Tuesday, May 20, 2014

Back Issues with Issues: The Adventures of Kool-Aid Man

Well, I paid a whole dollar for this comic, I might as well get some mileage out of it.

Action-packed cover by John Romita, Sr. (

In 1983, you could mail in your Kool-Aid proof of purchase points for this nice little item put out by Marvel Comics. Kids across America were building Kool-Aid stands in the hopes of earning enough credit to get this little collector's item, I'm sure.


It was either that or a lovely inflatable companion for those long, hot summer nights.

Never judge another man's fetish.

Besides advertising the scads of branded product that young children dream of, there are two stories in this comic. Both of them, interestingly, illustrated by long-time Archie artist Dan DeCarlo.

Thrill as Kool-Aid Man fights the enemies of sugar and corn syrup!

The writing is credited to Jim Salicrup, who provides a lot of bad puns for the dialogue. In the main though, this is very much a DeCarlo book, with a lot of great visual storytelling. Today's creators could take a cue from his ability to compress time. Such as this panel, where he introduces the main characters and their personalities while leaving room for the word balloons.

The nerd, the groupie, the jock and the druggie. John Hughes, take note.

In the second story, he has a bit more room. Here, he uses the basic Archie-style six panel grid to do the introductions. Today, this would be a six-issue mini-series with flashbacks and family drama.

If they step into that helicopter, we're talking multiple Mann Act violations.
Much like Cap'n Crunch has to fight The Soggies, the bad guys here are called The Thirsties. Don't laugh, this is the same decade in which GI Joe and He-Man cartoons declared themselves "educational," after all.

insert rimshot here
The Thirsties come off as silly mischief makers, existing more to prepare the way for Kool-Aid Man than to be a real threat. The real nefarious part is played by our wall-hating hero. Why does he never charge for his never-ending supply of red fluid? Is this a case of "the first taste is free?" Is he really some sort of Lovecraftian entity, preparing the way for his masters by getting children addicted to his alien blood?

Kool-Aid Man, intergalactic drug dealer.

Man, comic-books are an unwholesome medium. Frederic Wertham was right, let's all go play some innocent Atari video games instead.

Children, I'd like to tell you about The Matrix

"They had come from the stars, and had brought Their images with Them"

Monday, May 19, 2014

Book Review: 33 1/3 The Piper At The Gates of Dawn

"To those who have grown up in the era of the CD and the easy availability of just about any sort of music from the back catalogue, I should explain something about 1975."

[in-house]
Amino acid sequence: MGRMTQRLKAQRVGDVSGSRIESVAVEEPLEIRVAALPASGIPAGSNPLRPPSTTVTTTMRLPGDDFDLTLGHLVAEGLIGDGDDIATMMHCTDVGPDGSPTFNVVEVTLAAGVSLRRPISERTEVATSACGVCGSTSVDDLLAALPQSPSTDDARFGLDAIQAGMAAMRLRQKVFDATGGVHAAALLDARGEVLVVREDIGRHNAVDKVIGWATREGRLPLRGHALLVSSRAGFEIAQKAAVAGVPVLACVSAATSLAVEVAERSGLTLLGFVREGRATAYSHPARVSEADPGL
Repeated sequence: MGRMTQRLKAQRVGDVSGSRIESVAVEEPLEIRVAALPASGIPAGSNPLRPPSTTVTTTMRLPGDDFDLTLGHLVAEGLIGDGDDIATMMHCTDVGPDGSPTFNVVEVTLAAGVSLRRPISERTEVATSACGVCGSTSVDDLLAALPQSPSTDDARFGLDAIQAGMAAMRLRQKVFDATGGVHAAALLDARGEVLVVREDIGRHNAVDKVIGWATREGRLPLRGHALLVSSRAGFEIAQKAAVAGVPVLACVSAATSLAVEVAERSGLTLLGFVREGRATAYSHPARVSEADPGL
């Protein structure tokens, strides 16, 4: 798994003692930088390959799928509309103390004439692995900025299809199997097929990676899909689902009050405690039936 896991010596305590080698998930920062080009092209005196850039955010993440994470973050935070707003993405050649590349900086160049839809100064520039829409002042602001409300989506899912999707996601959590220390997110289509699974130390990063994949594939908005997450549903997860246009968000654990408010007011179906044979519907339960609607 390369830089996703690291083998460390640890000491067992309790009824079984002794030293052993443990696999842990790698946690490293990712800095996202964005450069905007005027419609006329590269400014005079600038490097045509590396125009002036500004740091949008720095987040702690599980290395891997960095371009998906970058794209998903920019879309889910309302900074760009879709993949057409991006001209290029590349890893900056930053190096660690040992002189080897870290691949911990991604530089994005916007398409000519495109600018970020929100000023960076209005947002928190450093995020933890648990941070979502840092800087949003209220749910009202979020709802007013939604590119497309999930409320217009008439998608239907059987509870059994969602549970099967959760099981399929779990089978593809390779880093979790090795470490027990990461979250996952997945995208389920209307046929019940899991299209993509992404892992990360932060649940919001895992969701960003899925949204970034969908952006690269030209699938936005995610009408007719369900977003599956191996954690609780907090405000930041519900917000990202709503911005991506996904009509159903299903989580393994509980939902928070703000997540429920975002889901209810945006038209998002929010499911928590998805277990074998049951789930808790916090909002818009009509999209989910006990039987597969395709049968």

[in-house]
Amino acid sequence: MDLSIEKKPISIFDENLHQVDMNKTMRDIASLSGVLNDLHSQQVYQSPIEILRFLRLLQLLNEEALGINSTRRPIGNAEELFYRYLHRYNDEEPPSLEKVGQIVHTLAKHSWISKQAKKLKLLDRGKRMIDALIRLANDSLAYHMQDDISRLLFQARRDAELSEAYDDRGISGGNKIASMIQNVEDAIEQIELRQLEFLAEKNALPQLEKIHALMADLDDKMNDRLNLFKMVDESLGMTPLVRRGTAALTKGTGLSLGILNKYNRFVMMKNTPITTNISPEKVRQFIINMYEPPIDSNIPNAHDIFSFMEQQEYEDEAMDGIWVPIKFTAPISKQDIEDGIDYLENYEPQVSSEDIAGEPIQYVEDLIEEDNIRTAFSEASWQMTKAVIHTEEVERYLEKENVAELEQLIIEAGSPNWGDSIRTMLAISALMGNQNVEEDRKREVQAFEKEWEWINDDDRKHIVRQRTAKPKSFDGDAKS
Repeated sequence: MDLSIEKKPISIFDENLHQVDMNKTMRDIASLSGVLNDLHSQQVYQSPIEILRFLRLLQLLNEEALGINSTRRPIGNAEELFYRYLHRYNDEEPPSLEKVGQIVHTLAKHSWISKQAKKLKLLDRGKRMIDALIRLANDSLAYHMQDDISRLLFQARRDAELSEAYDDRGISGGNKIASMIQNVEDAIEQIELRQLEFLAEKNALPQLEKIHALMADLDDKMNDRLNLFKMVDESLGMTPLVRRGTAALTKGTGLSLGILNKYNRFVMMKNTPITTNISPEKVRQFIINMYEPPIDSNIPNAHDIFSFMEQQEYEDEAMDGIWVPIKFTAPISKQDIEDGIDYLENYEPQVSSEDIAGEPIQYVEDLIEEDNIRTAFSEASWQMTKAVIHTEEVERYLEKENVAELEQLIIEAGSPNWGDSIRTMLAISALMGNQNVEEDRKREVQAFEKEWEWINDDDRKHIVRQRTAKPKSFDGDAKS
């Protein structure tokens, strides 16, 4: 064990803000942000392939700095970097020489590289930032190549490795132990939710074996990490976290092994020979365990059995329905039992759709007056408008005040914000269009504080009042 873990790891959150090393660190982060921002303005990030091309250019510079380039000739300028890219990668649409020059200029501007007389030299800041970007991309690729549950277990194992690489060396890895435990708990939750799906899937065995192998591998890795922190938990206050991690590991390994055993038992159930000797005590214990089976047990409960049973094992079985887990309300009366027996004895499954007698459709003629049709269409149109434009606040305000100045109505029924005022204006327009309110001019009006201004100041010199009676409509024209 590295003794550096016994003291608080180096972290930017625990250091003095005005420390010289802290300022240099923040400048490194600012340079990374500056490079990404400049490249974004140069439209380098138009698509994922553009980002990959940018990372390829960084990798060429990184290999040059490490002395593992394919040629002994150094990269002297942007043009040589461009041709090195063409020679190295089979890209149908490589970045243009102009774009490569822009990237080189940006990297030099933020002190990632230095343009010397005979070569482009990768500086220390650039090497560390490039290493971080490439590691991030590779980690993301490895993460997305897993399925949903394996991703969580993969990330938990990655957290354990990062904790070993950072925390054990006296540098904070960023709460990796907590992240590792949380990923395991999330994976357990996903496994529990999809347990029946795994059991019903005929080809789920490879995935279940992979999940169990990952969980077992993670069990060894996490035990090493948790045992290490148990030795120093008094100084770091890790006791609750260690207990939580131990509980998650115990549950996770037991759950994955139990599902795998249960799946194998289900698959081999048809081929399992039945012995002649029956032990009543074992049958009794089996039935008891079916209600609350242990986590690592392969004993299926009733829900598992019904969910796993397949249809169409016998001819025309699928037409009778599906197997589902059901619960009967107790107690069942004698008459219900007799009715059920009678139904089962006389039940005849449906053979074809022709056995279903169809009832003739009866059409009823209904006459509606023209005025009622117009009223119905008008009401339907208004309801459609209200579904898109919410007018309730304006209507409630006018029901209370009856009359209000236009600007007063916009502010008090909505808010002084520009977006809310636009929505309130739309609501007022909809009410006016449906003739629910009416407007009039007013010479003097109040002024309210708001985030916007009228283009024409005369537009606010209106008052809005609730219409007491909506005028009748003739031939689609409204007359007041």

I'm not sure why I picked this one up. I like The Floyd, but this has always been a problematic album for me. It's a fairly cartoony representation of it's time. As with most rock albums, the sound of it is more important than the actual performance. All the guys have terrible nasally voices, which makes Interstellar Overdrive the best song by virtue of being an instrumental. Many of the tracks (like Scarecrow or Bike) have a brilliant song structure, but suffer from the naive worship of country and innocence typical of British fantasy.

"I sometimes think that as Britain declines, dreaming of a sweeter past, entertaining few hopes for a finer future, her middle-classes turn increasingly to the fantasy of rural life and talking animals, the safety of the woods that are the pattern of the paper on the nursery room wall. Old hippies, housewives, civil servants, share in this wistful trance; eating nothing as dangerous or exotic as the lotus, but chewing instead on a form of mildly anaesthetic British cabbage.
--Michael Moorcock, "Epic Pooh," 1989

I think I pick these type of books up because they fall into the auto-biographical realm more than that of actual criticism. When discussing popular music, authors rarely mention the technical elements and instead focus on cultural or personal impact. Here, we have someone who fell in love with the album after the 1967 momentum had disappeared. So, it's more about his personal journey to learn about what affected his childhood tastes.
"It was an event, a discovery. One moment I was looking at distant constellations, the next I was hearing a voice, like the sound of Apollo astronauts hailing the president from the moon, but more remote..."
There are some new interviews here with the recording personnel, which serves to balance out Rogers Waters later rants about being treated as a singles band (despite his obvious willingness to be a rock star). Overall, though, if you've read Nicholas Schaffer's Saucerful of Secrets, you won't find any new history here. This is mostly a nice afternoon read, a revisting of that younger time when certain albums were still new and fresh.
"Piper has served as a form of musical escapism for many people across time, and an escape from 1975 was most welcome to me"

Personally, I find escapism to be a ridiculous thing; one can't really avoid reality. The best works of art give us new maps to help find our way through it. But, everyone has to start somewhere. This particular author started in outer space and ended at a pair of gates where a strange piper played a strange melody.

"So beautiful and strange and new! Since it was to end so soon, I almost wish I had never heard of it. For it has roused a longing in me that is pain, and nothing seems worth while but just to hear that sound once more and go on listening to it for ever..."
-- Kenneth Graham, The Wind in the Willows, 1908 (as quoted by the author)

Sunday, May 18, 2014

A Day At The Ravenswood Manor Garage Sale

So, today was the official start of the Chicago garage sale season. I decided to go hit the big Ravenswood Manor to-do. It's a fairly affluent neighborhood, full of giant bungalows and snuggled against the Chicago River. And it's easily accessible by train.